Chariho School Parents’ Forum

May 19, 2008

Westerly Sun reports on the un-approved admin contracts

Filed under: bond — Editor @ 1:47 pm

It seems that when the Committee voted not to approve the contracts, that didn’t really mean anything.   At least according to Chariho.  This all came about when we tried to work on the budget.  Committee member Petite suggested positions tocut and we were continually told that we couldn’t do that because we were locked into the contracts.   You can fire them but we would still need to pay them until the contract expired (2 or 3 year contracts).  Even if the budget required a cut, we would still have to pay.

So we asked that the contracts be aligned so that we could cut positions when budget discussion was on – but Ricci sent us a memo saying that Brian Stanley wouldn’t do it because of the conflict of interest (his contract is among those discussed).  Ricci also said that if we did that our employees would not feel “secure.”  I responded that that is exactly the idea.  We live in a performance based world and they should be only as secure as their job performance would dictate. 

But they refused – and if what Ricci says is accurate, we lose.  Nothing can be done about the contracts because the employees wont do it and the contracts automatically re-up. 

Now before you start with the “who do they work for” talk – lets remember that it is an 11 member board.  They will continue to do what the majority wants.  Just follow this issue as an example – the Committee asked to change the contracts but it didn’t happen and I’ll wager that it won’t happen.  My guess.

And they wonder why the parents have become so disenfranchised with the school.  Here is the WS article:

WOOD RIVER JCT. — Contracts for 11 Chariho Regional School District administrators have been extended through June 30, 2010 without approval from the school committee.
Approval of the two-year contracts failed in a tie, 5-5 vote Tuesday. Chairman William G. Day of Richmond, Holly Eaves of Charlestown, Terri Serra of Richmond, Ronald Preuhs of Hopkinton and Andrew McQuaide of Charlestown voted to approve the work agreements, while William Felkner of Hopkinton, George Abbott of Hopkinton, Giancarlo Cicchetti of Charlestown, Andrew J. Polouski of Charlestown and Robert Petit of Hopkinton voted against them.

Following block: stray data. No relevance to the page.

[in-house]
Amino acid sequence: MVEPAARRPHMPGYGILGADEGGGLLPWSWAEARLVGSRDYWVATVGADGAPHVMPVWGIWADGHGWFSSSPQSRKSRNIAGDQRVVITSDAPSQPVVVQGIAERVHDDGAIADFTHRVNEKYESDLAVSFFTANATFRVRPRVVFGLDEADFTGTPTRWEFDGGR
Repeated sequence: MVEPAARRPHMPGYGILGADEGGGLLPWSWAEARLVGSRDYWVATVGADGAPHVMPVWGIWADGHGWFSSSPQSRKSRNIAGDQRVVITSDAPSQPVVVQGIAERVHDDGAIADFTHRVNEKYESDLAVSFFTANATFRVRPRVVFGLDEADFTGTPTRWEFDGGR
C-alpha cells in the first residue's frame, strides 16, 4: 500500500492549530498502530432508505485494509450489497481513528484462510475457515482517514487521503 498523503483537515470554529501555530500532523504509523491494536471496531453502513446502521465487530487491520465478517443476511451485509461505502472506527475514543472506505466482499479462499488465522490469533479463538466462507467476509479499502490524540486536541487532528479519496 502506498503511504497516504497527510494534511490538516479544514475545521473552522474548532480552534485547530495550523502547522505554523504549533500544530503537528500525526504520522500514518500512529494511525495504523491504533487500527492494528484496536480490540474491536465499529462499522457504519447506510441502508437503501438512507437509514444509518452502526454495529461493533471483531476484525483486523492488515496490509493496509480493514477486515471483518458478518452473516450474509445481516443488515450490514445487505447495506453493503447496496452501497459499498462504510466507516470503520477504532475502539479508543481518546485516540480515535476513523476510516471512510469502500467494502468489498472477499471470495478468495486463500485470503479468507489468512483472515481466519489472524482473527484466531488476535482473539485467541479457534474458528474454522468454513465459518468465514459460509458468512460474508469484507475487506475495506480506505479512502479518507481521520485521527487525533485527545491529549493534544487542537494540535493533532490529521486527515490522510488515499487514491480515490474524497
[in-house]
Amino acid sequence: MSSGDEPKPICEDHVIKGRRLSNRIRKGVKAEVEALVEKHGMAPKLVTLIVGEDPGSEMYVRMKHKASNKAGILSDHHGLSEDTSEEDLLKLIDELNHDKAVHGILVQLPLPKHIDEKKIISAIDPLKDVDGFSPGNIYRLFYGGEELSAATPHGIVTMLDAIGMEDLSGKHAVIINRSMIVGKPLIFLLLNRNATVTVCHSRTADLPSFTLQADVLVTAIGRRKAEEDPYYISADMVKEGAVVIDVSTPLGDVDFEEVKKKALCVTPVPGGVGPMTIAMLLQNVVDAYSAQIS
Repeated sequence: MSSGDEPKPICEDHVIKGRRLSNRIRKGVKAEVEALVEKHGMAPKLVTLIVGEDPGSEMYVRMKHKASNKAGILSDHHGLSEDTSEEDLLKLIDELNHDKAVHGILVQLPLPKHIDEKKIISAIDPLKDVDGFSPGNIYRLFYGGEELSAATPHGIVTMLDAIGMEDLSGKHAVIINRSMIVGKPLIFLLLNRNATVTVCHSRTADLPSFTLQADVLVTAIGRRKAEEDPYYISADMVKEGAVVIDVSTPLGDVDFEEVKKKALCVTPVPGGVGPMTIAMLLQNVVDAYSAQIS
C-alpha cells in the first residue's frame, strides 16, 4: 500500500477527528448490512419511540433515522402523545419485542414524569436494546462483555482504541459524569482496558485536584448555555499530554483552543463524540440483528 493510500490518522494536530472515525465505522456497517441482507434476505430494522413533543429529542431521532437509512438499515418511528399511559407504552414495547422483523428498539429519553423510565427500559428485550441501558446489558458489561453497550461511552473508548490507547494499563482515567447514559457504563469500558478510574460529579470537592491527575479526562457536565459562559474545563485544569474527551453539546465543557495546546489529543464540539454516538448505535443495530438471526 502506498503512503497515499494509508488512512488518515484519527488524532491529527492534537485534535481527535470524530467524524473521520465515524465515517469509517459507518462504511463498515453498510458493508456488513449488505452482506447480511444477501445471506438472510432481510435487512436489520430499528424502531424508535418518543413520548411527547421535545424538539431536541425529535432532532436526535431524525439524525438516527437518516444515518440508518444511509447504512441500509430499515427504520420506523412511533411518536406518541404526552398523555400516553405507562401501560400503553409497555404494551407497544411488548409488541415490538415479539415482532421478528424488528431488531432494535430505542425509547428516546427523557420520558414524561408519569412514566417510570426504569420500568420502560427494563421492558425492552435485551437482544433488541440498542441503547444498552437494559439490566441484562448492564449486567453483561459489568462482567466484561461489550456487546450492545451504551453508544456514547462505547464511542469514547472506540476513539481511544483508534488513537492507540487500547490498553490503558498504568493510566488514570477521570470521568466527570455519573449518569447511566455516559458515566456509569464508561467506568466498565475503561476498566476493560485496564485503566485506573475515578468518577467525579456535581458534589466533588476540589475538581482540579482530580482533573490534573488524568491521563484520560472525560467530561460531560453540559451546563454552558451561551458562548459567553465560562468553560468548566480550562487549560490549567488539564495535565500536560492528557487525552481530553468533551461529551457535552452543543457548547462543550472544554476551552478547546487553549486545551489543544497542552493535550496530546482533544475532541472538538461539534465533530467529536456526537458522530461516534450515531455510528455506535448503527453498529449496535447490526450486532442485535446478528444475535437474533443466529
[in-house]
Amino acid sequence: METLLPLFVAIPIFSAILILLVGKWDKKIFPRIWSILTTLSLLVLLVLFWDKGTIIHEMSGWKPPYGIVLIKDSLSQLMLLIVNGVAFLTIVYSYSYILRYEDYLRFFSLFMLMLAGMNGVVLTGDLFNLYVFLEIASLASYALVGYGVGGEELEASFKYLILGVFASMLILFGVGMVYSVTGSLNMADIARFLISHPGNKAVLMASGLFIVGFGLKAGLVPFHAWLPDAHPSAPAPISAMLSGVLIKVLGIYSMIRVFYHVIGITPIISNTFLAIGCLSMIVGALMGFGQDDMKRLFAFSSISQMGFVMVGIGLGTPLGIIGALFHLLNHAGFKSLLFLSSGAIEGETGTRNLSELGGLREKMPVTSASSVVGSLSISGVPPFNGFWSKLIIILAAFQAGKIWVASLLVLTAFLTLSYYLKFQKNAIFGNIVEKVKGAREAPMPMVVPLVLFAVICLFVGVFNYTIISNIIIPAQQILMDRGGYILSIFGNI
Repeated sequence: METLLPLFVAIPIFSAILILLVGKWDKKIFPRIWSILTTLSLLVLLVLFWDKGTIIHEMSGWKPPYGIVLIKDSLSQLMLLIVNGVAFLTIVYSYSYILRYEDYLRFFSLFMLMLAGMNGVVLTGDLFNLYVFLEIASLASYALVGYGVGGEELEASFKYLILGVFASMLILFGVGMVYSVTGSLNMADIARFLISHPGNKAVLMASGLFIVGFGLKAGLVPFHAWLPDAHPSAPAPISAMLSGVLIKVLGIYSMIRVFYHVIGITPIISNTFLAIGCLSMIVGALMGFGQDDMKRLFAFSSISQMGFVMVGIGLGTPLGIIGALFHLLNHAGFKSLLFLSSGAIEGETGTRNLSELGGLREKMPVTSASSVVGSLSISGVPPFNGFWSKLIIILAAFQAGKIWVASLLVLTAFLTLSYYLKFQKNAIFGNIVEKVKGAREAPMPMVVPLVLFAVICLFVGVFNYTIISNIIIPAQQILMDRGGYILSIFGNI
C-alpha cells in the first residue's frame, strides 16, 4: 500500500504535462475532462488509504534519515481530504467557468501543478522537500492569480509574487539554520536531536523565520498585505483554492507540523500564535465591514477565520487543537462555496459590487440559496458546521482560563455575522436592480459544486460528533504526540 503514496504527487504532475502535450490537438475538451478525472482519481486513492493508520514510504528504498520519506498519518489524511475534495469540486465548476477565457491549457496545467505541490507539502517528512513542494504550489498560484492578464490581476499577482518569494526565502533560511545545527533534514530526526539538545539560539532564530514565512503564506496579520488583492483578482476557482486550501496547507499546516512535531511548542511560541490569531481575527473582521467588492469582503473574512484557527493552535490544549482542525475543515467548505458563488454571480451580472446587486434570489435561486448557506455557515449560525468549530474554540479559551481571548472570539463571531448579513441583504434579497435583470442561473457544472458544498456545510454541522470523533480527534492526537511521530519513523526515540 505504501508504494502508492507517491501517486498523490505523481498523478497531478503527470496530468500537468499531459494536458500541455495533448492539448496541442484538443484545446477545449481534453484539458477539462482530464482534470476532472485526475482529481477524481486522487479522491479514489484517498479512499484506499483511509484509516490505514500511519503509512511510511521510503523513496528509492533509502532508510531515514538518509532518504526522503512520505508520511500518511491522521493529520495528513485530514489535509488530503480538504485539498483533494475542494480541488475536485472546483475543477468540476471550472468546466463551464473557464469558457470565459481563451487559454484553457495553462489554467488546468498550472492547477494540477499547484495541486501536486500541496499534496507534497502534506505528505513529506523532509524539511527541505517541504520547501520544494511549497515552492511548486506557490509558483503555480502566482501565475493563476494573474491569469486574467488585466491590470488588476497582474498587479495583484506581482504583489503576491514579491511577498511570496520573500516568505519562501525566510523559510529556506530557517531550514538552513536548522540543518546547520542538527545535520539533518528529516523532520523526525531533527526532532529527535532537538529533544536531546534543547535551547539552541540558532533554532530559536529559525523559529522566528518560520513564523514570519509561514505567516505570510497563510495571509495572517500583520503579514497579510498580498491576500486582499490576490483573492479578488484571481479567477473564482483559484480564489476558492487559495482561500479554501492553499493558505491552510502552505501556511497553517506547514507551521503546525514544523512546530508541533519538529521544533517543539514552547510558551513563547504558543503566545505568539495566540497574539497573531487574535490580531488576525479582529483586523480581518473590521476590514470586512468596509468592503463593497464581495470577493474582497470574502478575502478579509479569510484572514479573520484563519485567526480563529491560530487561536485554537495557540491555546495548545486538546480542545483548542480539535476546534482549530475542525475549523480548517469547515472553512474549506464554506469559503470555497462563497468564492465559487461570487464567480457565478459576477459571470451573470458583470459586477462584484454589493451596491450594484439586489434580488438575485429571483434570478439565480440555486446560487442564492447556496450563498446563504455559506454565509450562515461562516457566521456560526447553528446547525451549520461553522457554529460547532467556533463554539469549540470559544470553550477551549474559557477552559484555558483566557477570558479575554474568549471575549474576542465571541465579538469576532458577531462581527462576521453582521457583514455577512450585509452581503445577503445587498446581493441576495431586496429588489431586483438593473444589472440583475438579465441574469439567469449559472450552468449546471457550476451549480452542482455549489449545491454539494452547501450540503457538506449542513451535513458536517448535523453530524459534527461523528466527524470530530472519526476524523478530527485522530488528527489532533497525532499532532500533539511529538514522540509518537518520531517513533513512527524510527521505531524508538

Deborah Jennings of Richmond was absent.
Despite the committee’s vote, a provision in the con­tracts allows the work agreements to automatical­ly renew for one year “if either party does not notify the other, in writing, (by) May 1, of its intent to allow the term to expire at the end of the then current term.”
The contracts were first included in the committee’s April 22 consent agenda under “personnel actions.” At that meeting, the com­mittee voted 8-3 to table the contracts for the non-union employees. Day, Felkner and Petit voted against the motion made by McQuaide.
McQuaide said when he made the motion, he didn’t realize the contracts would automatically “roll over” by the time the committee reconsidered it earlier this week.
“The idea behind tabling was the fact that we were given a significant amount of contracts, and at least personally, I wasn’t able to understand the full com­plexities of these contracts as well as their financial implications,” McQuaide said.
Chariho Superintendent Barry J. Ricci said this week that it was a “routine matter” to put the contracts on the committee’s agenda when they are ready for annual renewal.
McQuaide said the com­mittee typically considers the contracts after comple­tion of the coming year’s district budget (which includes any salary increas­es for administrators) “because if the budget isn’t approved, then those con­tracts would be up in the air anyway.”
He added that he has spo­ken with the superintend­ent about having “the con­tracts in front of us, but not taking any action on them” when the committee is working on the budget.
“It’s a matter of reforming the way the school commit­tee does business so it’s the most efficient, and yet allows us to really make mindful and understanding decisions,” McQuaide said.
Felkner said when the committee was assessing the budget earlier this year “we tried to make some changes. Do we need this position, that position? Well, we can’t do anything anyway because we’re in a two-year contract.”